‘Israel’ in the prophecies may refer either to the whole nation of Israel (even Judah alone where Judah represents the whole nation) or to the northern kingdom distinct from the southern; usually the context makes clear which. In Ezekiel’s vision of the valley of dry bones, some 150 years after the Assyrian deportations and 11 years into the Babylonian Exile, God said, “These bones are the whole house of Israel.” He promised that he would raise the Israelites from their graves and place them in their own land. ‘Judah and the children of Israel associated with him’ would be re-united with ‘Joseph and all the house of Israel associated with him’. They would no longer be estranged, but one king would rule them all.
God drove the northern tribes out of the promised land because they did not wish to be set apart as his own people, distinct from the nations around them (II Ki 17:15). To abandon Yahweh was necessarily to lose their identity, and that over time is what happened. No prophets followed them into exile, and we have no evidence that the exiled tribes ever came back. ‘Joseph and all the house of Israel associated with him’ in Ezekiel’s vision therefore refers to the northern tribes before they merged with the Gentiles.
Despite the fate suffered by the northern kingdom, Judah proved to be even more adulterous than her sister. Why, then, did God allow some of the Jews back? And if he still had a purpose for them, why did he apparently have no further purpose for the rest of Israel?
And in the place where it was said to them, “You are not my people,” it will be said to them, “Children of the living God.” And the children of Judah and the children of Israel will be gathered together, and they will appoint for themselves one head. And they shall come up from the earth, for great will be the day of ‘God Sows’. (Hos 1:11)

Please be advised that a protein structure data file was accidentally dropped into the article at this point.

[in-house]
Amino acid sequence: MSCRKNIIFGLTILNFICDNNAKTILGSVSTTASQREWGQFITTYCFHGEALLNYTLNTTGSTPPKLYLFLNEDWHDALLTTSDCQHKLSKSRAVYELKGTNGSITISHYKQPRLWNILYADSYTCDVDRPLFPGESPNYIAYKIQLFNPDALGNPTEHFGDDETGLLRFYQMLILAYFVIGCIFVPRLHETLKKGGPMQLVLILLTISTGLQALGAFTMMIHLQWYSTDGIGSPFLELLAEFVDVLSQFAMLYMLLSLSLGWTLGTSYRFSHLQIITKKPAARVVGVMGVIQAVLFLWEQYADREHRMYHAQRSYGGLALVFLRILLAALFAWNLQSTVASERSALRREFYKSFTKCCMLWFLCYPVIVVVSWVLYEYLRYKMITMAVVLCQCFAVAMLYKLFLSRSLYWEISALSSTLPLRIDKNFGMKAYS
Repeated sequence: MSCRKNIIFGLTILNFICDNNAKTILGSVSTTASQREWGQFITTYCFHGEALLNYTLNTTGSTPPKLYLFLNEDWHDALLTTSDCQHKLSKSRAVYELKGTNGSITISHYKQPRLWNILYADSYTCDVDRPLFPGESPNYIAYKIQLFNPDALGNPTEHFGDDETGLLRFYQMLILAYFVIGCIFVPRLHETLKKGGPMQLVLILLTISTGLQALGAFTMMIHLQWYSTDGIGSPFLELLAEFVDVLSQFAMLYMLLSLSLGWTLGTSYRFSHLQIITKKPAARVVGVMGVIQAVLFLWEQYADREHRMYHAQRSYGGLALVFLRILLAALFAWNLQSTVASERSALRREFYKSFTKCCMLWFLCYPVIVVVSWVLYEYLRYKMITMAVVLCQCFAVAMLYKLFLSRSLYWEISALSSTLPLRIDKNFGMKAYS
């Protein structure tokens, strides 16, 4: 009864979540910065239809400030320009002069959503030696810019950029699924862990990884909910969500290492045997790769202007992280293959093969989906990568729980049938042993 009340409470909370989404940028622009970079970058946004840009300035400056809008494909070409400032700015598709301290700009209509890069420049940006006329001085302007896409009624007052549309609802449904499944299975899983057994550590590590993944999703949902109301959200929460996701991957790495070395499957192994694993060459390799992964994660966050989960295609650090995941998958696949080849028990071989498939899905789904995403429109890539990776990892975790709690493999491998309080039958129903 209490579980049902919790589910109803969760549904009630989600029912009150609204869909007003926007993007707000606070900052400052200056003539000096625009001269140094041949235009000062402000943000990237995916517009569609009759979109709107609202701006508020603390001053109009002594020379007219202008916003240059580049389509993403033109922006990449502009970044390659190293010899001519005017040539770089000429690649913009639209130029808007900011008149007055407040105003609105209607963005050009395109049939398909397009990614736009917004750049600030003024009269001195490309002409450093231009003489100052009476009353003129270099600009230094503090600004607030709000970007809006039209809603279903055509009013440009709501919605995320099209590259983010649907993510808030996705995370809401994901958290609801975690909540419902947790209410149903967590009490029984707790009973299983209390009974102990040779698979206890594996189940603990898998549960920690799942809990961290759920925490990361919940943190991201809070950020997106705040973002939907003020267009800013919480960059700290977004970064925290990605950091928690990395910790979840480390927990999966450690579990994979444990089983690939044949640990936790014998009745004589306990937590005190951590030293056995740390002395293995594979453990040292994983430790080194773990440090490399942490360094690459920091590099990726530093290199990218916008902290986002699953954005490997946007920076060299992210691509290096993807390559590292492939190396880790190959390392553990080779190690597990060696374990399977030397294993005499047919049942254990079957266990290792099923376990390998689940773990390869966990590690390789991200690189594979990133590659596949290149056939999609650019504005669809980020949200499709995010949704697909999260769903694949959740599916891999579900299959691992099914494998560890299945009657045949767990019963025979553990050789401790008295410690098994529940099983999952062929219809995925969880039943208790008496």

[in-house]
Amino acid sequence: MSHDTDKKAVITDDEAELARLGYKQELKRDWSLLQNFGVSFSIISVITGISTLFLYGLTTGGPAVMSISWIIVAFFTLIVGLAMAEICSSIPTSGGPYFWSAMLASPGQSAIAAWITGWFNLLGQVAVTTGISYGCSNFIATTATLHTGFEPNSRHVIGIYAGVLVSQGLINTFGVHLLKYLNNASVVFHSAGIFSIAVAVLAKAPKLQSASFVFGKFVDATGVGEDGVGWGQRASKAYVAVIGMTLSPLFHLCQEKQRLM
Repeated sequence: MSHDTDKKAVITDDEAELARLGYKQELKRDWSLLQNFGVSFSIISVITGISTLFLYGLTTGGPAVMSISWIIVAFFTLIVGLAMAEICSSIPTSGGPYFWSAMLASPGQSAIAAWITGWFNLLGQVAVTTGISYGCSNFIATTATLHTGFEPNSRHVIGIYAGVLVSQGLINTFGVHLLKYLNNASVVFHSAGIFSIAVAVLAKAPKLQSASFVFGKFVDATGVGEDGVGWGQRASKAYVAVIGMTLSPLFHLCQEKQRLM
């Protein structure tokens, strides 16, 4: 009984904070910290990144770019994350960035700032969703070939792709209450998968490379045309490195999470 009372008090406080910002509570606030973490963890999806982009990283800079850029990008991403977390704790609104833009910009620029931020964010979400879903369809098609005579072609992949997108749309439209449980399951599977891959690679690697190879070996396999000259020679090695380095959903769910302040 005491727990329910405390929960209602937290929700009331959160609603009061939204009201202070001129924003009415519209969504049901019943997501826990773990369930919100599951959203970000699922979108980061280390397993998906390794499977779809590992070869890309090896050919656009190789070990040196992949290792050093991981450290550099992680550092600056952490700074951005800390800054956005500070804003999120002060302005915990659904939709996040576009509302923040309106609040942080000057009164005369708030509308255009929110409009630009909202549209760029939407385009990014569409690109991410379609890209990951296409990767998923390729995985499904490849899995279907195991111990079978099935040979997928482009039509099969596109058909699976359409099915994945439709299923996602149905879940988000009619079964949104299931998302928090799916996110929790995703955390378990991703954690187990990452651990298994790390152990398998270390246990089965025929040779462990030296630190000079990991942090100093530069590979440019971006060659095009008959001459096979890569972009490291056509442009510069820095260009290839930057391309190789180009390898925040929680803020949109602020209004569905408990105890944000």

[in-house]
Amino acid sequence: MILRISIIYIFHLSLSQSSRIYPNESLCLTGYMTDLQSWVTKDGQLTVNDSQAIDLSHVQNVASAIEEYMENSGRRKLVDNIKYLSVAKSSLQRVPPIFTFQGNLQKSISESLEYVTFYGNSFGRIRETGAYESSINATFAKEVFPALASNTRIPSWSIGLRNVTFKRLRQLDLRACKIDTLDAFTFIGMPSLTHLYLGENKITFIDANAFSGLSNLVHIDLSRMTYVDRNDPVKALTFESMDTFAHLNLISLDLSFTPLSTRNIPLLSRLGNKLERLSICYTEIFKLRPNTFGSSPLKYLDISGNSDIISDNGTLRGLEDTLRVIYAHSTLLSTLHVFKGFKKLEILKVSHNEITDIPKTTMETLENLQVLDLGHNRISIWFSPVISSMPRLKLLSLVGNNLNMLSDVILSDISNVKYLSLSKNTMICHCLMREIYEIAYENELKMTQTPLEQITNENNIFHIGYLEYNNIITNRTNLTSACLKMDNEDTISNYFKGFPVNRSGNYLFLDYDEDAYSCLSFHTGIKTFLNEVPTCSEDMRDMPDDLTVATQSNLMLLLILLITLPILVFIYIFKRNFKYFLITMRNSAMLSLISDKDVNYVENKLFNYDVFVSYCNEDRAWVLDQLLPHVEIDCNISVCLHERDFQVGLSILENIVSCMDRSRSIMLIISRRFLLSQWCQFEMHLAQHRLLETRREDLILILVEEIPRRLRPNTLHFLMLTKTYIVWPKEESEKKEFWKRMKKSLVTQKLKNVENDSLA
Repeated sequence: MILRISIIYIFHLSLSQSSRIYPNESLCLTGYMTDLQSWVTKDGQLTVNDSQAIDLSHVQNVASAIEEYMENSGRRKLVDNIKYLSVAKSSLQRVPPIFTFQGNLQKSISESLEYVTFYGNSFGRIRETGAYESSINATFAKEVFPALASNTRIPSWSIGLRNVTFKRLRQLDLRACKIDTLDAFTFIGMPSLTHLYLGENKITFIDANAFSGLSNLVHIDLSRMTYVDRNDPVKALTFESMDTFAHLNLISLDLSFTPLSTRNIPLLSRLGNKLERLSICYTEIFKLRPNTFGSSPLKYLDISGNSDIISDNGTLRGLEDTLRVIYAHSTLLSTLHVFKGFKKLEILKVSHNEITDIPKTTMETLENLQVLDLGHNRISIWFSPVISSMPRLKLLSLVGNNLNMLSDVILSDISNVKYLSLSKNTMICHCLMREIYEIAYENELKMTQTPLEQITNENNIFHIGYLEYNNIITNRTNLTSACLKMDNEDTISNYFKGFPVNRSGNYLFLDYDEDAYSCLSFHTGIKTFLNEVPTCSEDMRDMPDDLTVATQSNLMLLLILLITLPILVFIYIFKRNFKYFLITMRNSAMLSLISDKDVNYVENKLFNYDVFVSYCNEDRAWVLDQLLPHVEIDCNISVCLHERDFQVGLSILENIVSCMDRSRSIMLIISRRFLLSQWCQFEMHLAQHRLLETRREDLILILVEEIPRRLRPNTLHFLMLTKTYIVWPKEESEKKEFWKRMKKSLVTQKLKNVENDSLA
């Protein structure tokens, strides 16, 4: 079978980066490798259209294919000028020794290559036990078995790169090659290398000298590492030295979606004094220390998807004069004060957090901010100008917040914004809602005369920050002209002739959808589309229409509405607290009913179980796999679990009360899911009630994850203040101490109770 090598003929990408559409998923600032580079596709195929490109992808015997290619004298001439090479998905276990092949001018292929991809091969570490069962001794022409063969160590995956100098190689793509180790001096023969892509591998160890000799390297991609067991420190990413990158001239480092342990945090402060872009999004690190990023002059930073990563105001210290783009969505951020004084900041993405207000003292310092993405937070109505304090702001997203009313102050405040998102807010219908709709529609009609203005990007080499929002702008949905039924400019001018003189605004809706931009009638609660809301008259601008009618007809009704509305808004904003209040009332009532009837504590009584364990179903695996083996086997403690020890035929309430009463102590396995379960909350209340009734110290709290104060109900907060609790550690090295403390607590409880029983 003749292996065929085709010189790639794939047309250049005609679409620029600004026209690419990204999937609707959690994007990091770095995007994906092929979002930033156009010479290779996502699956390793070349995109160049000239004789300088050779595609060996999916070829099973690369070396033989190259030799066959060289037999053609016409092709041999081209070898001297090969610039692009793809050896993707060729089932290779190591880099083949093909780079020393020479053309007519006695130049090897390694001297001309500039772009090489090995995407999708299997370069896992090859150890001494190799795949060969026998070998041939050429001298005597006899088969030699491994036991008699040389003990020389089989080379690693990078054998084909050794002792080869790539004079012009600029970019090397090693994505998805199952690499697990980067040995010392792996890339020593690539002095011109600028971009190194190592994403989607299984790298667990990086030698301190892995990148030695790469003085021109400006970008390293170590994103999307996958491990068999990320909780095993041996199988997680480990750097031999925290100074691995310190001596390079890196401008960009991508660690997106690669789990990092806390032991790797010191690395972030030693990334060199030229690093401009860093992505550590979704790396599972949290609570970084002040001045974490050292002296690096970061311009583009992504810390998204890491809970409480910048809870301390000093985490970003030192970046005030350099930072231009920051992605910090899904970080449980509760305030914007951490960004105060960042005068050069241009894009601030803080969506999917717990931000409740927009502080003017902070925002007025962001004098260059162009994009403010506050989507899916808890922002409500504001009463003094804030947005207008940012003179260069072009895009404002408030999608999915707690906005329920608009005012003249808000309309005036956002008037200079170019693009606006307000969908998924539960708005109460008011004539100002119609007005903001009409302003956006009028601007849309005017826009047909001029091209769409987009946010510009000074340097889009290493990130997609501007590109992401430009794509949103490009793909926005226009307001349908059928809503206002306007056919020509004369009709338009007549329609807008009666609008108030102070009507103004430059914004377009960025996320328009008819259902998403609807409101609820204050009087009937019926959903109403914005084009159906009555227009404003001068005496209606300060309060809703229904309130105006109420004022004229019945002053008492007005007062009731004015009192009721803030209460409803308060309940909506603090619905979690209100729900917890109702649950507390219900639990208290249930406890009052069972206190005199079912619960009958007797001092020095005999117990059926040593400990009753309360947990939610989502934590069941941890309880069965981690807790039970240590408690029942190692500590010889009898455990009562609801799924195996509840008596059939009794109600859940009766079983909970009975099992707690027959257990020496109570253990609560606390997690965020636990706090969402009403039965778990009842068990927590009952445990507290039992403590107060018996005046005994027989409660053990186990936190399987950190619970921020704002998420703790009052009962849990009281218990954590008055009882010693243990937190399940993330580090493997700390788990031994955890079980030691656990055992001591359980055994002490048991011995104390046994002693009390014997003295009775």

God had promised Abraham that he would multiply his offspring ‘as the stars of heaven and as the sand that is on the seashore’ (Gen 15:5, 22:17). Though similar, the similes are not the same. Israel had become as numerous as the visible stars already by the time they entered Canaan (Deut 1:10), but – allowing for hyperbole – they never became as numerous as the sand of the sea. The promise still awaited its time. The first part of the prophecy referred to future descendants, those who would come into the promise through faith in the Messiah (Rom 4:16-18); only after losing their ethnic identity would the children of Israel increase beyond number. Faith would determine who was a child of Israel. The rest of the prophecy referred to a time still more distant, when the pre-exilic descendants of Israel would be reunified with Judah after rising from the grave. The place where they were told, “You are not my people,” was the land of Israel. It was from there, and from the countries to which the exiles were deported, that they would be resurrected (Jer 23:7f). They would not be so populous that they could not be numbered. Rather, “I will set them in their land and multiply them” (Ezek 37:26); “I will sow the house of Israel and the house of Judah with the seed of man and the seed of beast” (Jer 31:27).
The sense is that spiritual blindness has affected part of Israel, not that partial spiritual blindness has affected all Israel. There is an ordained period when the Jews, apart from the minority who believed, must be ‘enemies of God for your sake’. But when the harvest of Gentile souls is complete, then the Messiah will come; he will lift the blindness and save the whole house of Israel. He will raise them from the dead.
In the latter days days – an unspecified period near the end of history – they will seek the true God and remember his covenant with David, their king before they seceded.
Gentile believers are grafted into the olive tree and share its root (Rom 11:17). Previously they were alienated from the polity of Israel; now, being reconciled to God, they are fellow citizens with them (Eph 2:12-19), a ‘company of nations’ alongside the nation of Israel proper (Gen 35:11, Amos 9:12, Rom 4:17). So ‘Israel’ now has a wider sense than the genealogically defined tribes, which no longer exist as such. The 144,000 from every tribe of Israel are Gentiles, even the 12,000 from Judah.